The Changing Floor Plan

If you were to lay out floor plans from different eras side by side, you’d be able to clearly see and trace the changes in residential design trends. At first glance, the changes might seem random, but floor plans don’t evolve and change randomly. There’s an underlying current that causes the ebb and flow of these changes that can be linked to the broader changes and evolution of society at large. 

In this post, we’re taking a look at some of those patterns and exploring their connection to how we choose to design and utilize our personal spaces. 

 

The Evolution of Family Dynamics 

 

changes in residential design trends

 

Back in the day, up until the Victorian Era, most family dwellings consisted of open floor plans that prioritize efficiency over things that would have been considered luxurious, like privacy. Interior walls meant to sanction off designated rooms for certain activities were not viewed as a necessity, and actually may have been impractical for most given the lack of technology available to the general public surrounding things like heating. 

Building materials were not widely accessible, and elements of design that we sometimes take advantage of today, like windows, were hard to come by. In those times, a home with a lot of interior walls and separate rooms may have struggled to take advantage of natural light and had poor airflow. 

With the introduction of the railroad, building materials and “pattern books” containing modernized floor plans began to take root. 

It was during this period of time that row homes started to pop up, among other types of houses that are now considered to be “classic”. As society has continued to evolve, some of these designs struggle to keep up with the demands of modern life. 

As priorities have shifted, many people who move into these classically styled homes choose to renovate them and make changes for the sake of practicality.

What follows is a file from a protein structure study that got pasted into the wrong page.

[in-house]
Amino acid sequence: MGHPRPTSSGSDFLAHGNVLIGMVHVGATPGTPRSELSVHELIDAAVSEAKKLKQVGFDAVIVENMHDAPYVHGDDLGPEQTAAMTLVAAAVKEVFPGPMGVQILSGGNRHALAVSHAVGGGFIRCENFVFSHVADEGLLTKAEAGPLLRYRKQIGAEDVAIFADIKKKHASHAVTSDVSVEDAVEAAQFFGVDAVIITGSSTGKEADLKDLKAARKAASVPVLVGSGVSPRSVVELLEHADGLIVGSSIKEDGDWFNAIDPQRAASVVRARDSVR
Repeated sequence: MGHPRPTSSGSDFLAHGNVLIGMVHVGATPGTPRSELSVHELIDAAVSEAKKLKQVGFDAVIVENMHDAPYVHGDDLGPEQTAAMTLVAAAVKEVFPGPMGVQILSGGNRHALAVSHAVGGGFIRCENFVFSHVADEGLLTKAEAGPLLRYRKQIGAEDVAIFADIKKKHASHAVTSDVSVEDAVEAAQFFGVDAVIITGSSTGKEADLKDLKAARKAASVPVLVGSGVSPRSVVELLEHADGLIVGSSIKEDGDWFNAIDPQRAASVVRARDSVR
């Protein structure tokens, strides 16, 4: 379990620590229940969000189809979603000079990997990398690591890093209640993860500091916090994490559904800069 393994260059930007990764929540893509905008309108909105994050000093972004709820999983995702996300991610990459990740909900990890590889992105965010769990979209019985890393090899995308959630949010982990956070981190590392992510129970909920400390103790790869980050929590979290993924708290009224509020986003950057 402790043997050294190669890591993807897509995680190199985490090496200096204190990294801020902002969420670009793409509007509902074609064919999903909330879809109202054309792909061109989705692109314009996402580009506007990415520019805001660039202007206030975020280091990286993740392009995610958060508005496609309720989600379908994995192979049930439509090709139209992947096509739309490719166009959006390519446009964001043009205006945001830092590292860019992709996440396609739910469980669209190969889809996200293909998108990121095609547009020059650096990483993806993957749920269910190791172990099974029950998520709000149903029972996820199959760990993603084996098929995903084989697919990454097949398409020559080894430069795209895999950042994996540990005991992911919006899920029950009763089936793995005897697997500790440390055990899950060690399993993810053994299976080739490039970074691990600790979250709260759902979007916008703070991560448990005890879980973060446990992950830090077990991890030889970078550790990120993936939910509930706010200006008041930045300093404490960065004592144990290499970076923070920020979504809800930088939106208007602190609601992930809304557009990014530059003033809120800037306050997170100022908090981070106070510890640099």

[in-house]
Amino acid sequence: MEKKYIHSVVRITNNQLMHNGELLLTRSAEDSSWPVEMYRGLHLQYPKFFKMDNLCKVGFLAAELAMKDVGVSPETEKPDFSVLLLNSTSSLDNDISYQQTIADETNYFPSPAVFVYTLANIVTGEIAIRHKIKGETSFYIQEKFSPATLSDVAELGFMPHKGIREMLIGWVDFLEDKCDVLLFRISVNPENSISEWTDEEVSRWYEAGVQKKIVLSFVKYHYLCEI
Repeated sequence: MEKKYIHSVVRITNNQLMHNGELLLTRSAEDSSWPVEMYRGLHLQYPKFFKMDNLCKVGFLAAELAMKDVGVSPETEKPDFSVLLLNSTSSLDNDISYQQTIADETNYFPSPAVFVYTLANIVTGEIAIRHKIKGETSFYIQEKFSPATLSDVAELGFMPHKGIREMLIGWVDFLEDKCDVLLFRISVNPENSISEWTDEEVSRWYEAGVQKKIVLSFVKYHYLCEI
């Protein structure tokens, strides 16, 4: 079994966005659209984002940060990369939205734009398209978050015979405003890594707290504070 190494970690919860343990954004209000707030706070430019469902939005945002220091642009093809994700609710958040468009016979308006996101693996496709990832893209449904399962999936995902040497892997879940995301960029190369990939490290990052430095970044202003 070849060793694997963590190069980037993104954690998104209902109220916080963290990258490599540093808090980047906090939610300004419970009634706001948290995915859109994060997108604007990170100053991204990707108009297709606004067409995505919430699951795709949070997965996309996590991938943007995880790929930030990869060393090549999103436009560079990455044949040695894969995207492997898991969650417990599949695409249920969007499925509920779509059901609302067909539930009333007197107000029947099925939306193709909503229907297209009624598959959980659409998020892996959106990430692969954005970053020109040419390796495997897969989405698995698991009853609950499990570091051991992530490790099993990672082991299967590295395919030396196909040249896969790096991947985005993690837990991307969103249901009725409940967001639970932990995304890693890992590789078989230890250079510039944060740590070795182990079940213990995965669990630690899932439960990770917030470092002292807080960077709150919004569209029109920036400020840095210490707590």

Technology and Appliances 

 

shotgun style homes

 

Before the invention of air conditioning technology, architects had to get creative when designing homes to optimize ventilation and airflow. This gave rise to the “shot-gun” style homes that can be found scattered through the south, and that is seeing a bit of a revival for aesthetic reasons today. 

Similarly, this was the main reason why many homes in Urban neighborhoods that were built before the invention of air conditioning featured what were called “sleeping porches”, which were typically connected to bedrooms so that people to take advantage of the cooler nighttime air. 

 

Smart Homes 

 

Today, technology plays such a big role with how we live our lives that in modern times, it is being worked directly into the floor plans through the implementation of things like “smart walls”, which function as digital screens and allow people to browse the internet, use apps, and watch movies without the need for monitors or other devices. 

Moving forward, as the capacity to work technology directly into the design of a home improves, there will likely be fewer limitations in regards to how architects choose to layout spaces, in turn allowing for more creative freedom without having to account for space to house certain types of technology. 

 

Evolving Floor Plans Around the World 

 

As we mentioned above, a lot of how floor plans have changed and evolved over time is directly connected to the way that the communities around us function. Different societies throughout the world all have unique customs and traditions that vary from place to place. 

For this reason, when you track the changes and evolution of floor plans throughout the world, you’ll find variance in architectural design and how it evolved over time. 

There are many countries throughout the world, where the focus is still rooted in closeness and community rather than on having separate, private spaces for everyone. In cultures like this, you can see how there hasn’t been a whole lot of stylistic changes to home layouts.

Instead, the evolution of home building in these areas seemed to be centered more on the improved quality of materials rather than on making changes to the way that the interior structures of homes were built. 

However, there are some countries, like Canada and others who were greatly impacted by the industrial revolution who seem to share similar fluctuations and trends in floor plan design.

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